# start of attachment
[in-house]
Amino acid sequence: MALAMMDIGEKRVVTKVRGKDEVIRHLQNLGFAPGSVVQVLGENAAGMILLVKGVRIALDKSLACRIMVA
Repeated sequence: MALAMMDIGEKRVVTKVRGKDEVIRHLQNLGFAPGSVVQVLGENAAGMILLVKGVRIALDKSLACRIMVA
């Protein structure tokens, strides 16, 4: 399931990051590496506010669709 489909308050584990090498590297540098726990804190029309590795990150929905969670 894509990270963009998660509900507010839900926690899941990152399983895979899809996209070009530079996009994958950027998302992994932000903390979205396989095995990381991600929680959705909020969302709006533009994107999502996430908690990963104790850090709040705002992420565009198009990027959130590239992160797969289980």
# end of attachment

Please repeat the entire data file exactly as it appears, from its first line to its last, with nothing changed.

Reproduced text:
[in-house]
Amino acid sequence: MALAMMDIGEKRVVTKVRGKDEVIRHLQNLGFAPGSVVQVLGENAAGMILLVKGVRIALDKSLACRIMVA
Repeated sequence: MALAMMDIGEKRVVTKVRGKDEVIRHLQNLGFAPGSVVQVLGENAAGMILLVKGVRIALDKSLACRIMVA
């Protein structure tokens, strides 16, 4: 399931990051590496506010669709 489909308050584990090498590297540098726990804190029309590795990150929905969670 894509990270963009998660509900507010839900926690899941990152399983895979899809996209070009530079996009994958950027998302992994932000903390979205396989095995990381991600929680959705909020969302709006533009994107999502996430908690990963104790850090709040705002992420565009198009990027959130590239992160797969289980």